Voluntary assisted dying will provide an additional end of life option to a person who is dying, if they meet strict eligibility criteria.
Voluntary assisted dying will allow an eligible person already dying to right to do so safely with medical support and care.
There is strict criteria for who will be able to access voluntary assisted dying.
Principles of Voluntary Assisted Dying
The principles that underpin Queensland's VAD Act are:
(a) human life is of fundamental importance;
(b) and every person has inherent dignity and should be treated equally and with compassion and respect;
(c) and a person’s autonomy, including autonomy in relation to end of life choices, should be respected;
(d) and every person approaching the end of life should be provided with high quality care and treatment, including palliative care, to minimise the person’s suffering and maximise the person’s quality of life;
(e) and access to voluntary assisted dying and other end of life choices should be available regardless of where a person lives in Queensland;
(f) and a person should be supported in making informed decisions about end of life choices;
(g) and a person who is vulnerable should be protected from coercion and exploitation;
(h) and a person’s freedom of thought, conscience, religion and belief and enjoyment of their culture should be respected.
What does the passage of our VAD Act mean to you? Please share your story.
The passage of Voluntary Assisted Dying legislation will reduce anxiety and trauma in our society even before anyone applies to take advantage of its provisions. Please share you story on what the Queensland VAD Act means to you, by submitting your message to [email protected]
VAD law pioneer, former NT chief minister Marshall Perron
“If the terminally ill have a right to die with dignity at a time they choose, the situation can be very different. There is also evidence that having access to the means to die can reinvigorate the will to live. The reason being that the individual knows they are in control of when they will die.”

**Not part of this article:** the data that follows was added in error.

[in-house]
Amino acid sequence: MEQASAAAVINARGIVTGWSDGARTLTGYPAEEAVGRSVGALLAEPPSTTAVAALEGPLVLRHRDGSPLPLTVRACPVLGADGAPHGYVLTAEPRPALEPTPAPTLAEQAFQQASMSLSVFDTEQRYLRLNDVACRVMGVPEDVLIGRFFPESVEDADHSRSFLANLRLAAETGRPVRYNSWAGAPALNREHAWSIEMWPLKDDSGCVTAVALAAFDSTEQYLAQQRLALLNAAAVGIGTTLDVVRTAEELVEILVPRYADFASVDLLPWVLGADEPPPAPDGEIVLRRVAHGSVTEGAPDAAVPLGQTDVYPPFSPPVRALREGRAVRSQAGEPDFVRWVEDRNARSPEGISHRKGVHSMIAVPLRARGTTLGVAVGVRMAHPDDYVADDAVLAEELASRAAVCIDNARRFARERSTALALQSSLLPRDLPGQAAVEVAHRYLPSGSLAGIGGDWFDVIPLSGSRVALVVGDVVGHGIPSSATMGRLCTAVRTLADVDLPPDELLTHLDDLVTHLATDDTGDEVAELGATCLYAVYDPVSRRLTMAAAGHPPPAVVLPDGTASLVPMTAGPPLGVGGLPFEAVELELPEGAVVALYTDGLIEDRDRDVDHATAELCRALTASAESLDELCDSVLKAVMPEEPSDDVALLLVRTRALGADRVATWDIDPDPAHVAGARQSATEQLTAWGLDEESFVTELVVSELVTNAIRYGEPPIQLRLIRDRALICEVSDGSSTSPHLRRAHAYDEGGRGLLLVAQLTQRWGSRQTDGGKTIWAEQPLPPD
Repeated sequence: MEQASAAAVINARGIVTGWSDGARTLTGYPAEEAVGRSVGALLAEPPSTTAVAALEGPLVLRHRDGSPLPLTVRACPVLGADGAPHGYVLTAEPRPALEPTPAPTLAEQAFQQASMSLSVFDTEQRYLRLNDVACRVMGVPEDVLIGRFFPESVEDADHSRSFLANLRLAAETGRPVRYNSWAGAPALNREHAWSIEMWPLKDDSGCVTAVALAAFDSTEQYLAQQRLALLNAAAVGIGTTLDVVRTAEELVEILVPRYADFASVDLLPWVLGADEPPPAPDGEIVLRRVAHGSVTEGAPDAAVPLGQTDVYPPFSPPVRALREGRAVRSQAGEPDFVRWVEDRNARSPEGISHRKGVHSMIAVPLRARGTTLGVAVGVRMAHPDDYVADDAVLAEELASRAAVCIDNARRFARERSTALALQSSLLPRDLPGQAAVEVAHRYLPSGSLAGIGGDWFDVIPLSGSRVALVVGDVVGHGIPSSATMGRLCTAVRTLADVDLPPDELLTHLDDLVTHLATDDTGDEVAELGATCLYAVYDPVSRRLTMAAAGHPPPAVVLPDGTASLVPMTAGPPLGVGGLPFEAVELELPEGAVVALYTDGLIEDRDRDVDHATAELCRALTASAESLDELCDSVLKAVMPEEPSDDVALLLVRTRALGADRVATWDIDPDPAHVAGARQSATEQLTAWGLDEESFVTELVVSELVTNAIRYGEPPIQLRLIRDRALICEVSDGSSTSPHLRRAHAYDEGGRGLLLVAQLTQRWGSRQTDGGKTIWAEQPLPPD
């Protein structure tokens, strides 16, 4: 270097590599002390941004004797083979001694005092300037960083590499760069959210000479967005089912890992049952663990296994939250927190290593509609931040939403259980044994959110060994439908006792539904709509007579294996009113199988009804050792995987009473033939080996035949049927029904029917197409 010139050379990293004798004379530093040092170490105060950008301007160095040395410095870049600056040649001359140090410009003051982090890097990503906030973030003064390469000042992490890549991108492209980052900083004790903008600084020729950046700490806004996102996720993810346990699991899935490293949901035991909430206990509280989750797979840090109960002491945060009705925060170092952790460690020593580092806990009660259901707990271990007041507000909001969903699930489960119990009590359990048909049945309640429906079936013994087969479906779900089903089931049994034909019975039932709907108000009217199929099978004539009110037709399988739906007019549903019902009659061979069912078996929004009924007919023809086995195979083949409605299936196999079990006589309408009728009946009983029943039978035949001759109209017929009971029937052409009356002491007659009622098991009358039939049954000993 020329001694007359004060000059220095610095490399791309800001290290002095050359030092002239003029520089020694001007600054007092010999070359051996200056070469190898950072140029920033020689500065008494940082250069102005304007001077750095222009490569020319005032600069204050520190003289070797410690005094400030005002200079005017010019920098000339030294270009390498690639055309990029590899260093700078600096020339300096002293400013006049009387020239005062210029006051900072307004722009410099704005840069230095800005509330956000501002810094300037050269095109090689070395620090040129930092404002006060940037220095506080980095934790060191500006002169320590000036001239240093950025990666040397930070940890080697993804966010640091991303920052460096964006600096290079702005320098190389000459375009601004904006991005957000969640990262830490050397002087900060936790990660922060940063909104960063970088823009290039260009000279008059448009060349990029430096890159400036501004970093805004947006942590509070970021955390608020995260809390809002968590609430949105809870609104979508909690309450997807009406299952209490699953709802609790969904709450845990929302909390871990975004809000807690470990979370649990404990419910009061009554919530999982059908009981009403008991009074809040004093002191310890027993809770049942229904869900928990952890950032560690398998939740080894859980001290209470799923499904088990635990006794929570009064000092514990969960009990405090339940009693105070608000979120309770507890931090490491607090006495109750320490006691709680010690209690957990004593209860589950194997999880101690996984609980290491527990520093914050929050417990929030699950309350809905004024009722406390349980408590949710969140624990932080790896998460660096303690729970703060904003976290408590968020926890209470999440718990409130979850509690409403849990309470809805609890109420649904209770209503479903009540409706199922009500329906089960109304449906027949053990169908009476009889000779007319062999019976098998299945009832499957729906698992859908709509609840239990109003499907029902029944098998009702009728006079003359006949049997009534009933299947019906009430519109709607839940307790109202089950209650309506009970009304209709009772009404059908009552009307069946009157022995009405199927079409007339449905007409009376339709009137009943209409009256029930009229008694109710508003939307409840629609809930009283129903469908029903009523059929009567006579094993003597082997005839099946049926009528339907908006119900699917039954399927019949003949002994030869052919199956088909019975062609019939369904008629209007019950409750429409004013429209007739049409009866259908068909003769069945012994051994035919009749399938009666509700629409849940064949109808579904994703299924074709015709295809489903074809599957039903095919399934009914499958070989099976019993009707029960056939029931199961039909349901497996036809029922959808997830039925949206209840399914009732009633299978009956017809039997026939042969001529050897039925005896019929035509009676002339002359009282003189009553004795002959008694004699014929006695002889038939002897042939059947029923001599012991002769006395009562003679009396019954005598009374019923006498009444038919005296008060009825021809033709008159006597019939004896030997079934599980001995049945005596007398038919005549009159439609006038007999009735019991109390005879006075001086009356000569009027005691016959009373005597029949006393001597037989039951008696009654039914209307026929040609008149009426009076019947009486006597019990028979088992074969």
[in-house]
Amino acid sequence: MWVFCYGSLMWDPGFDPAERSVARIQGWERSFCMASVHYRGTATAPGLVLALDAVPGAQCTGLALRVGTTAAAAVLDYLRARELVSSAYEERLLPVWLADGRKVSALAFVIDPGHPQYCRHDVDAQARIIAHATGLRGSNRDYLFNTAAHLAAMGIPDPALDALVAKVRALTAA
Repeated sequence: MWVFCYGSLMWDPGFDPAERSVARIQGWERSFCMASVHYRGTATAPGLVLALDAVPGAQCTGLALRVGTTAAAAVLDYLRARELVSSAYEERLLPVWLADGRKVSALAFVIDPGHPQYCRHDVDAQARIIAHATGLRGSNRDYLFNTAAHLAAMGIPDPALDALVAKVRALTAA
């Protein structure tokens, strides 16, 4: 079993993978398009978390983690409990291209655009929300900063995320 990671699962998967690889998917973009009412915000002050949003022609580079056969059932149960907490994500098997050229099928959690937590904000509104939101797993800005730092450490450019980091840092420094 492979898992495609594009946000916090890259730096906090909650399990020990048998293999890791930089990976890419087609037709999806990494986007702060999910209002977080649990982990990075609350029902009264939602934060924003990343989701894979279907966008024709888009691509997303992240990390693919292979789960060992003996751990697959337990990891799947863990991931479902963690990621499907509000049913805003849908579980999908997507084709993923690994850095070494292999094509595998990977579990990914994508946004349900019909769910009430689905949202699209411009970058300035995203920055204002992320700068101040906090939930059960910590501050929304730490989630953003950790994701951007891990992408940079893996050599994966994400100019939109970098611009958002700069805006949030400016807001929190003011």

Cynthia Workman, Bundaberg.
On the 15th of Jan my father-in-law succumbed to his cancer which was riddled throughout his body. Glen was a strong proud man who worked his life as a car panel beater. He loved his garden and was saddened when he could no longer enjoy his biggest love apart from family was his fishing and it was a very sad day when it went into the shed for the last time. If only VAD was in he could have died a more peaceful way. The passage of VAD would have given him peace-of-mind. The peace we, his family, would have felt would have erased that nightmare that we feel we are still living today! R.I.P Glen.
Phyllis Wagner, DWDQ Secretary
I have had people come to talk with me mainly to share how they were looking forward to the final implementation of VAD. I heard comments such as, “I don’t know if I will use it, but knowing that can be so restful.” “It gives me control of my life again.” “This has been my life all along, now I have control again. It is my choice.”
Kurt Wagner 1946-2021